Justin Hill

Kinston Free Press

June 6, 2012

usdeNorth Carolina’s Eastern Region — specifically Lenoir and Craven counties — hosted U.S. Assistant Secretary for Vocational and Adult Education Brenda Dann-Messier Wednesday as she toured several STEM East facilities and participated in a roundtable discussion with students, teachers and public and private partners.

“We need to find out what’s happening on the ground,” Dann-Messier said of the reason for her visit. “We don’t have the answers in Washington — they are on the ground with those of you doing this work on a daily basis.”

The day started with a tour of Contentnea-Savannah K8 Schools’ math center — one of the first in the state. During the tour, she spoke with students and instructor Kenny McNeil about the innovative approach on math education.

The project-based center is housed at the school’s computer lab and will allow students to have hands-on experience with Math 1 — which replaces Algebra 1 in the new common core standards. Modules will be based on topics such as sports statistics, unsolved mysteries, climate change and projectile motion. Dann-Messier called the lab “phenomenal.”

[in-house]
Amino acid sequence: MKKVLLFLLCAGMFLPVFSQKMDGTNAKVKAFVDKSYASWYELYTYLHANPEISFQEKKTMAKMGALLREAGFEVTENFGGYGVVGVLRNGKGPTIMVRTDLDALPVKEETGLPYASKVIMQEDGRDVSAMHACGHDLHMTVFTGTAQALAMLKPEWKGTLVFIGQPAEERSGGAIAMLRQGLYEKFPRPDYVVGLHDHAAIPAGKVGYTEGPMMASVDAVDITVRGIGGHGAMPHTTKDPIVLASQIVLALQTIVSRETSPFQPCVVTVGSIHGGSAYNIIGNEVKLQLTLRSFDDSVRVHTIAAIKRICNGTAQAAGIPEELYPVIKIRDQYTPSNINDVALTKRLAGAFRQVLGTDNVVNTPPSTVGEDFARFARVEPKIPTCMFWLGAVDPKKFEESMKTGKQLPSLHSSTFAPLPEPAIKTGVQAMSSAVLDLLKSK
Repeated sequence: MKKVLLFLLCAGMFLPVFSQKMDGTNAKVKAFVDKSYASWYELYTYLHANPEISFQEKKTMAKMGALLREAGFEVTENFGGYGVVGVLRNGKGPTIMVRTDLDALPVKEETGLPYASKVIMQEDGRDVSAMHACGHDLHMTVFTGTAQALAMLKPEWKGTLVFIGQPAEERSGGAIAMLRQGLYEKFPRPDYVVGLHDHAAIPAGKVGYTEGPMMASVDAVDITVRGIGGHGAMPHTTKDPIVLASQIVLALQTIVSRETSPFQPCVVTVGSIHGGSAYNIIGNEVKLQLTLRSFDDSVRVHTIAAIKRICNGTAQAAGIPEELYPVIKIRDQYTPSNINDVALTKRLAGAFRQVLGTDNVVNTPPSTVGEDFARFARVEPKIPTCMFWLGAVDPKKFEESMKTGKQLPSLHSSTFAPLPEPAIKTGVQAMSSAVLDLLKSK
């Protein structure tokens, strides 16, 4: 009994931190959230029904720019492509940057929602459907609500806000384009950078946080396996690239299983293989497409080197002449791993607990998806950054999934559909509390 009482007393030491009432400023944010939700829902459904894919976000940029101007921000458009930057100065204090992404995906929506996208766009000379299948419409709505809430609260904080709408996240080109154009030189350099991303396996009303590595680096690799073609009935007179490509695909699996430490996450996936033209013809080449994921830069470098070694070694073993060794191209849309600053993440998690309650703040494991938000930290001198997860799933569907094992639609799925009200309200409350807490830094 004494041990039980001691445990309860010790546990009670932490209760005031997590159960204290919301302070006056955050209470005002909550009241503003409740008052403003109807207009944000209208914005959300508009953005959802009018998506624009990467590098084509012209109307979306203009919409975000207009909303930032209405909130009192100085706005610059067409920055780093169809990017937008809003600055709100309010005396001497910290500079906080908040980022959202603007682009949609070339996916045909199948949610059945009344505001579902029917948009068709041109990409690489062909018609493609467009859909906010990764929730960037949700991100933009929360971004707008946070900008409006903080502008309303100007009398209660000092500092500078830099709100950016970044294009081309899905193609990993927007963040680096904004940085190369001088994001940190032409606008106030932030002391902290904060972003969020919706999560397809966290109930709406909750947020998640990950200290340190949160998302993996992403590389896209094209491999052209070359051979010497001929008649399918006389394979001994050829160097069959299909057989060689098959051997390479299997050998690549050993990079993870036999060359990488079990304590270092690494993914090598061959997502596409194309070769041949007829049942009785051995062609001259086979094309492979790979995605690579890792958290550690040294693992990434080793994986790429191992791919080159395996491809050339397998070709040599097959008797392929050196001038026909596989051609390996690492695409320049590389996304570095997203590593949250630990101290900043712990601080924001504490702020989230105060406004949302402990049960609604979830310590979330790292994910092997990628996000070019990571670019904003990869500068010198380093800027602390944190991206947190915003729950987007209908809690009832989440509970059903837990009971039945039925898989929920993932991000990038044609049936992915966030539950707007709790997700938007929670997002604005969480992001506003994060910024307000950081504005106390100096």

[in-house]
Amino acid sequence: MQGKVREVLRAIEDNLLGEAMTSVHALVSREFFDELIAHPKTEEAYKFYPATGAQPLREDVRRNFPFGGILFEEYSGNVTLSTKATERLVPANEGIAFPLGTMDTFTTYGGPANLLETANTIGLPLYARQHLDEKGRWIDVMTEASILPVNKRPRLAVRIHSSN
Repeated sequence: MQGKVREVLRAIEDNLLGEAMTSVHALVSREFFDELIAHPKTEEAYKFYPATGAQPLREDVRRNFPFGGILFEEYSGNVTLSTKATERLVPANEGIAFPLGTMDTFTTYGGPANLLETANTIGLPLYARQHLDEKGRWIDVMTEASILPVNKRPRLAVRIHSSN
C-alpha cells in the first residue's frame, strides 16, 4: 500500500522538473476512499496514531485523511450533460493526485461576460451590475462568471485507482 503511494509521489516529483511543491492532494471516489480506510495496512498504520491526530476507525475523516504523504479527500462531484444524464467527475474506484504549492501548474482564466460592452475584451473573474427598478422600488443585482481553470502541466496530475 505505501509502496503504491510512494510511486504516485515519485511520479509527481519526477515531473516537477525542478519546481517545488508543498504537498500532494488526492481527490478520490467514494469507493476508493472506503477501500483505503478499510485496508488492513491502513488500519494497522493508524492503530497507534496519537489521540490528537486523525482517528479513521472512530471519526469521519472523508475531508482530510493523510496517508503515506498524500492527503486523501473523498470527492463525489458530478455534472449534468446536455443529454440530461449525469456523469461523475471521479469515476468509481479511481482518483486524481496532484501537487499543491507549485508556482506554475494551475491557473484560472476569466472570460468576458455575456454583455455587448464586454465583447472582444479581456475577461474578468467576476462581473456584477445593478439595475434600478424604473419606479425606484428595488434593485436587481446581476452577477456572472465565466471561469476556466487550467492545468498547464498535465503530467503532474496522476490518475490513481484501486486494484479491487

The assistant secretary also had the opportunity to meet with community leaders about the way STEM has caught hold in the area.

Tom Vermillion, who has been involved with STEM East since its inception in 2009, told the assistant secretary the effort came about through several groups deciding to work together.

“You were in your own little bubble and we’ve tried to bring those groups together,” he said. “Just two years ago, we were trying to find places that were doing this (STEM) and now people are coming to us, which is kind of neat.”

Craven County School Director of Career-Technical Education Chris Bailey also participated in the discussion. He led a tour of STEM Career Investigation’s Lab — which was implemented by the N.C. Eastern Region, through the Golden LEAF Foundation.

“I think it is highly important for her to see how we have made our program more rigorous,” Bailey said. “(The students are) more in tune to STEM-type careers … and that makes our area more attractive to business and industry because we’ve made our students more employable.”

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